Dust: An Elysian Tale
What parents need to know
Parents Need to Know
Parents need to know that Dust: An Elysian Tale is a download-only game available for Xbox 360 that offers up an action-packed experience suitable for older tweens. There's a good deal of sword-based combat here, but it's cartoonish and mild; the game's non-human enemies simply tumble away and disappear when defeated. The graphics in most levels are generally bright, colorful, and almost dream-like, and make a good match for the light-hearted narrative, which features a young protagonist and allies who are clearly good guys intent on helping others.
What kids can learn
Thinking & Reasoning
What Kids Can Learn
Dust: An Elysian Tale wasn't created with educational intent, and we don't recommend it for learning.
What's it about?
DUST: AN ELYSIAN TALE is a side-scrolling action game available for download through Xbox Live Arcade. Players control Dust, a young man who wakes up in the forest with no memory. Dust is startled to find a sentient sword nearby that tells him he has something important he needs to do. So begins a journey through a monster-infested world. Players spend much of their time helping folks by running errands, finding lost loved ones, and protecting towns from invading creatures. Role-playing elements figure into the action, with players able to grow Dust's abilities, collect materials to craft items, and swap out their armor and accessories as they find more powerful gear. Players can hop between areas, revisiting locations once they have the power to access previously unavailable areas, making for a surprisingly lengthy adventure filled with plenty of side quests and hidden goodies.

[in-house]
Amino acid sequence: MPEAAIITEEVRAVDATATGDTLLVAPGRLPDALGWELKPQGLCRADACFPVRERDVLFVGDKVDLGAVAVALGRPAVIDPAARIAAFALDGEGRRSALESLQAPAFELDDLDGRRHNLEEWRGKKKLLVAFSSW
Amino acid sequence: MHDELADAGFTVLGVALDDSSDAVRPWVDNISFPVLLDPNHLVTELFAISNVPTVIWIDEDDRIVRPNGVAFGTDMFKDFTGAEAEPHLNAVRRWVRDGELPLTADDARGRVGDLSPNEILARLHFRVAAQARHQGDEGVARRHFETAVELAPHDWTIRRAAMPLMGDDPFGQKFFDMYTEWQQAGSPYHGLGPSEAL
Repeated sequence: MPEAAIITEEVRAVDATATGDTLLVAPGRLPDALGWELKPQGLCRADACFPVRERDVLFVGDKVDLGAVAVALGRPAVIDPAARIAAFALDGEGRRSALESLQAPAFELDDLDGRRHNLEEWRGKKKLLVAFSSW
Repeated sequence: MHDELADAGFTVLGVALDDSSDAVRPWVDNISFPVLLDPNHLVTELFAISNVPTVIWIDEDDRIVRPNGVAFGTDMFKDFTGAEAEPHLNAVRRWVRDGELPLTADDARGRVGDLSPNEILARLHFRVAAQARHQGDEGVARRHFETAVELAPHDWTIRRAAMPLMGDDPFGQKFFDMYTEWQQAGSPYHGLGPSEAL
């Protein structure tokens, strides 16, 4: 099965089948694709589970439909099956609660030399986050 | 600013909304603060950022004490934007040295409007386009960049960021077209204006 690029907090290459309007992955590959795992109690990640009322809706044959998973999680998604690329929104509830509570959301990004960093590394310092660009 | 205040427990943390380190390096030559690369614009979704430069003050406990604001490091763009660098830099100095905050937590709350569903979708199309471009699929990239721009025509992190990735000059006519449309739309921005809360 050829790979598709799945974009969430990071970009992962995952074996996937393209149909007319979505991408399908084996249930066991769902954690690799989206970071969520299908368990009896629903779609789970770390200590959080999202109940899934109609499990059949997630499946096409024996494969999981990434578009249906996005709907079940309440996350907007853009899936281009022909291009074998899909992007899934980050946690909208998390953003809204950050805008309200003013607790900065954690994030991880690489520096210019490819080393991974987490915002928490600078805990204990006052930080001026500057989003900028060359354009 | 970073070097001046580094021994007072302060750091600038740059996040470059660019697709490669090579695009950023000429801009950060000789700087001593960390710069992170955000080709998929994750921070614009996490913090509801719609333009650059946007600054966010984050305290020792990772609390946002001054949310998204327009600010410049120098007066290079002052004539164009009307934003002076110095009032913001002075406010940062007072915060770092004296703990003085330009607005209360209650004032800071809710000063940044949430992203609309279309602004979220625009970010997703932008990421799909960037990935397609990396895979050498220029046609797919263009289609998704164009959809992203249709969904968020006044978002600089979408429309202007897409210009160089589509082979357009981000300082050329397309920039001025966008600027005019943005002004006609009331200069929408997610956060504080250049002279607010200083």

Is it any good?
Dust: An Elysian Tale may be worth playing simply to take in its gorgeous anime-style graphics. The game begins with a run through a lush green forest filled with beautifully animated animals, including families of deer frolicking together and rabbits washing their cute faces with their paws. Things get a little darker as the game progresses, but the game's unique beauty persists.
The action, unfortunately, is a bit ho-hum. A variety of moves and attacks are unlocked over time, but most players will likely just mash buttons to plough through the game's baddies and wind up finding battles a bit monotonous. It's a shame that the imagination and care that went into the game's presentation didn't continue on through to play. Instead, Dust: An Elysian Tale is a visual feast with a mediocre core.
Families can talk about...
Families can talk about violence in media. Do you think aggression depicted in violent games continues to be felt by players after they switch off their consoles?
Families can also discuss storytelling in games. Do you ever feel drawn to video game stories and characters, or do you just mash buttons to skip narrative scenes? Do you think games can tell meaningful stories from which we can learn things about ourselves?